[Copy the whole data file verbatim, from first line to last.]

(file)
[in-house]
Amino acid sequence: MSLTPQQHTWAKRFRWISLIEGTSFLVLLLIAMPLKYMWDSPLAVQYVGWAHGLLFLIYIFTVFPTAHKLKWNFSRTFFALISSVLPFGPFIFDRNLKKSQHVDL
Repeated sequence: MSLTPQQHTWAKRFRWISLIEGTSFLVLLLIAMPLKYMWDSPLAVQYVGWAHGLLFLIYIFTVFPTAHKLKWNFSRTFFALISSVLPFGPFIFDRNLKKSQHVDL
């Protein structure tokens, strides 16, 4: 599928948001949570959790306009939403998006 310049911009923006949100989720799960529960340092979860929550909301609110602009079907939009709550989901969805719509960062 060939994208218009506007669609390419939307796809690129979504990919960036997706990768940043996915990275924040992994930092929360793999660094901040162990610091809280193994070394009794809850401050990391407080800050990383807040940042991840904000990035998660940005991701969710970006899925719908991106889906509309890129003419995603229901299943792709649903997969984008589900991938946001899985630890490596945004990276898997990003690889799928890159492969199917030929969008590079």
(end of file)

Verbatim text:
[in-house]
Amino acid sequence: MSLTPQQHTWAKRFRWISLIEGTSFLVLLLIAMPLKYMWDSPLAVQYVGWAHGLLFLIYIFTVFPTAHKLKWNFSRTFFALISSVLPFGPFIFDRNLKKSQHVDL
Repeated sequence: MSLTPQQHTWAKRFRWISLIEGTSFLVLLLIAMPLKYMWDSPLAVQYVGWAHGLLFLIYIFTVFPTAHKLKWNFSRTFFALISSVLPFGPFIFDRNLKKSQHVDL
């Protein structure tokens, strides 16, 4: 599928948001949570959790306009939403998006 310049911009923006949100989720799960529960340092979860929550909301609110602009079907939009709550989901969805719509960062 060939994208218009506007669609390419939307796809690129979504990919960036997706990768940043996915990275924040992994930092929360793999660094901040162990610091809280193994070394009794809850401050990391407080800050990383807040940042991840904000990035998660940005991701969710970006899925719908991106889906509309890129003419995603229901299943792709649903997969984008589900991938946001899985630890490596945004990276898997990003690889799928890159492969199917030929969008590079």